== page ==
Still, Chernobyl events need to be prevented, and they can be, by proper reactor engineering. First, the Chernobyl reactor had no containment building. If it had, there would have been no radiological release into the environment. Second, had the reactor been designed to lose reactivity beyond its design temperature— as all water-moderated reactors are—the runaway reaction would never have occurred at all. The key is to design the reactor in such a way that as its temperature increases, its power level will go down. In technical parlance, this is known as having a “negative temperature coefficient of reactivity.” Water is necessary for a sustained nuclear reaction in a pressurized water reactor because it serves to slow down, or “moderate,” the fast neutrons born of fission events enough for them to interact with surrounding nuclei to continue the reaction. (Like an asteroid passing by the Earth, a neutron is more likely to be pulled in to collide with a nucleus if it is going slow than if it is going fast.) It is physically impossible for such a water-moderated reactor to have a runaway chain reaction, because as soon as the reactor heats beyond a certain point, the water starts to boil. This reduces the water’s effectiveness as a moderator, and without moderation, fewer and fewer neutrons strike their target, causing the reactor’s power level to drop. The system is thus intrinsically stable, and there is no way to make it unstable. No matter how incompetent, crazy, or malicious the operators of a water-moderated reactor might be, they can’t make it go Chernobyl.

In contrast, the reactor that exploded at Chernobyl was moderated not by water, but by graphite, which does not boil. It, therefore, did not have the strong negative temperature reactivity feedback of a water-moderated system, and, because water absorbs neutrons while graphite does not, it actually had a positive temperature coefficient of reactivity, which caused power to soar once the water coolant was lost. It was thus an unstable system, vulnerable to a runaway reaction. With a huge amount of hot graphite freely exposed to the environment once the reactor was breached, fuel was available for a giant bonfire to send the whole accumulated stockpile of radioactive fission products right up into the sky. The Chernobyl reactor wasn’t simply unstable—it was flammable!

No such system could ever get permitted in the United States or other Western countries that use nuclear reactors. Those who died at Chernobyl weren’t victims of nuclear power. They were victims of the Soviet Union.

Can reactors explode like bombs?

Chernobyl was a runaway fission reaction, but it was not an atomic bomb. The strength of the explosion was enough to blow the roof off the building and break the reactor apart into burning graphite fragments, but the total explosive yield was less than that provided by a medium-sized conventional bomb. Of course, the reactor operators weren’t trying to achieve a Hiroshima. But what if they had tried?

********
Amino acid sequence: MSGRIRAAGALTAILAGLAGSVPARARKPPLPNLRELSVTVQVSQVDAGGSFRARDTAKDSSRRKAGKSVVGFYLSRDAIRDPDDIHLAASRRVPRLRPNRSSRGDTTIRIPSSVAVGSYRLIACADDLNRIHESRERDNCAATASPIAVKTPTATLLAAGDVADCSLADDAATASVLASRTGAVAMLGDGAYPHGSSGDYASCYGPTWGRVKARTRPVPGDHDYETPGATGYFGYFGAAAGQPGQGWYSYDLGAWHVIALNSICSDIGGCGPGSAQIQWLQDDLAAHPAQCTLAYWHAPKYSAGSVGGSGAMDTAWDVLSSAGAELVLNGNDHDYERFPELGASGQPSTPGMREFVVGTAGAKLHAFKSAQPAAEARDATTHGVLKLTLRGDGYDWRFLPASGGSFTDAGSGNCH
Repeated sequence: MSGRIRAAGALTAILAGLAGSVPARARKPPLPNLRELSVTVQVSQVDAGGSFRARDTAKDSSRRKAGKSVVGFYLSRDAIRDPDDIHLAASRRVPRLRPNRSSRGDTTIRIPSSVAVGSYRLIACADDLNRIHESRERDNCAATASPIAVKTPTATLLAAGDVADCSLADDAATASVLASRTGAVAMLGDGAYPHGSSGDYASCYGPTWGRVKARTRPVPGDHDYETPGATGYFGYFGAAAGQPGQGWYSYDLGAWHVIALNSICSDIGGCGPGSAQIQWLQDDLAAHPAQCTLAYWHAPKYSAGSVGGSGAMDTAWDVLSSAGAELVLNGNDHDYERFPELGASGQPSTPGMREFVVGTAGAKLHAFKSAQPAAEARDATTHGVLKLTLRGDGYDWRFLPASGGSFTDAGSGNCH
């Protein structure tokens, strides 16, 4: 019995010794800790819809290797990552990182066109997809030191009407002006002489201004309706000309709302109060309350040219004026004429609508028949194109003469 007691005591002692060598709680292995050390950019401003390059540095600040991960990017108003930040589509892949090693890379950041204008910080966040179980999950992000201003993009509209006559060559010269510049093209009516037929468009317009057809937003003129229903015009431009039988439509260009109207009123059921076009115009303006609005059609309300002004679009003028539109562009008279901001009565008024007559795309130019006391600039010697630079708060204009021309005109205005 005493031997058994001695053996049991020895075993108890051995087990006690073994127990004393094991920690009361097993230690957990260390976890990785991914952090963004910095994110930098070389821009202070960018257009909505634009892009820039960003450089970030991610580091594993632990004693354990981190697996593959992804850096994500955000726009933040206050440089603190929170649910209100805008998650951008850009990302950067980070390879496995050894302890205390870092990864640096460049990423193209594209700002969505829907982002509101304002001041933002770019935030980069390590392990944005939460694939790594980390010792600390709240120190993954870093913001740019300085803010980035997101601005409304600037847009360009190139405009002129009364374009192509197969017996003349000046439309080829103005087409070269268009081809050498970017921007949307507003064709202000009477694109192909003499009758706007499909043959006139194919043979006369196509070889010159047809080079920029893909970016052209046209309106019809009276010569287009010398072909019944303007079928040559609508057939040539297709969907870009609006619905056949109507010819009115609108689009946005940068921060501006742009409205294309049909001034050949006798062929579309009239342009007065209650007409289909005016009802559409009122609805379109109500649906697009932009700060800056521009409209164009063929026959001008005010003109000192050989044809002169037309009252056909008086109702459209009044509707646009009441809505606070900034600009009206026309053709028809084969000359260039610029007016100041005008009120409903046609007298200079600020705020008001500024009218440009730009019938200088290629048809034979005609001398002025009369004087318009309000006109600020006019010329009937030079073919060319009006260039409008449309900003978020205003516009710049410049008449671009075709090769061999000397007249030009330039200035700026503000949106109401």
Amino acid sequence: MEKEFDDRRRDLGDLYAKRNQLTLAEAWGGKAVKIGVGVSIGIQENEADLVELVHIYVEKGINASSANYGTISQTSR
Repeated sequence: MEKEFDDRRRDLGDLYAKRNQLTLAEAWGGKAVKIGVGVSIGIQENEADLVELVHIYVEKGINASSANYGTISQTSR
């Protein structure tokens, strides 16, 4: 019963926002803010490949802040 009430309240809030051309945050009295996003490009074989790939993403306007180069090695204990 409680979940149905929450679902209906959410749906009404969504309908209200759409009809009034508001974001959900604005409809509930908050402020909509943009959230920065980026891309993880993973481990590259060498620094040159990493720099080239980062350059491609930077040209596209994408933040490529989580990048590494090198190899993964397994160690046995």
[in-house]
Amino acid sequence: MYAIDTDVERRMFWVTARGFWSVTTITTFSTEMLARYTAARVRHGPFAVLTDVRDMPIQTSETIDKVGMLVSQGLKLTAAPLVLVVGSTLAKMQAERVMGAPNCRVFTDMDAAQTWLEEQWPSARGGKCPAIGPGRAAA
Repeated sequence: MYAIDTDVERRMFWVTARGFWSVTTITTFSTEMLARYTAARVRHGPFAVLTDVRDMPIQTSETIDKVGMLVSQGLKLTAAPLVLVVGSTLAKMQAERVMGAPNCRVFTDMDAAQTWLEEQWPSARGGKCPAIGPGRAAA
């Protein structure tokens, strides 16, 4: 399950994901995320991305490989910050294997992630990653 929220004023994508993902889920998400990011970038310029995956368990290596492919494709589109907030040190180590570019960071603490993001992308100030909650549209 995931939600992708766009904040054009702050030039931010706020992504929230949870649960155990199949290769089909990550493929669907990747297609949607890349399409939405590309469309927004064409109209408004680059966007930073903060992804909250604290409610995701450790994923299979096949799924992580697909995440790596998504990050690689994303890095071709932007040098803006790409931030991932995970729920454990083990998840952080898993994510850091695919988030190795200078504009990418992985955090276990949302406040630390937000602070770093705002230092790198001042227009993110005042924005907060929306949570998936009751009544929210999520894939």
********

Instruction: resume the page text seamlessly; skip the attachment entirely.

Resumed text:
They still could not have done it. A bomb explosion needs to be done using fast neutrons. Slow neutrons take much too long to multiply, because each generation must go through dozens of collisions to bring them down to thermal energies where the uranium nuclei have big fission cross sections. Once the chain reaction power has reached a level where the system starts to disassemble, however, time is something you don’t have. As soon as the bomb breaks apart, the chain reaction will stop. So the best you can do with slow reactions is a Chernobyl-like fizzle. To make a bomb, you need to use fast neutrons, because only they can multiply fast enough. Since PWR fuel is only three percent enriched, it can’t sustain a critical chain reaction using fast neutrons. So it just won’t work.

Nuclear Proliferation

Couldn’t the industrial infrastructure used to produce three percent enriched fuel for nuclear reactors also be used to make 90 percent enriched material for bombs?

Yes. Natural uranium contains 0.7 percent uranium-235 (235U), which is capable of fission, and 99.3 percent uranium- 238 (238U), which is not. In order to be useful in a commercial nuclear reactor, the uranium is typically enriched to a three percent concentration of 235U. The same enrichment facilities could indeed be used, with some difficulty, to further concentrate the uranium to 93 percent 235U, which would make it bomb-grade. Additionally, once the controlled reaction begins, some of the 238U will absorb neutrons, transforming it into plutonium-239 (239Pu), which is fissile. Such plutonium can be reprocessed out of the spent fuel and mixed with natural uranium to turn it into reactor-grade material. Under some circumstances, it could also be used to make bombs instead. Thus, the technical infrastructure required to support an end-to-end nuclear industry fuel cycle could also be used to make weapons.

The Case For Nukes (cover)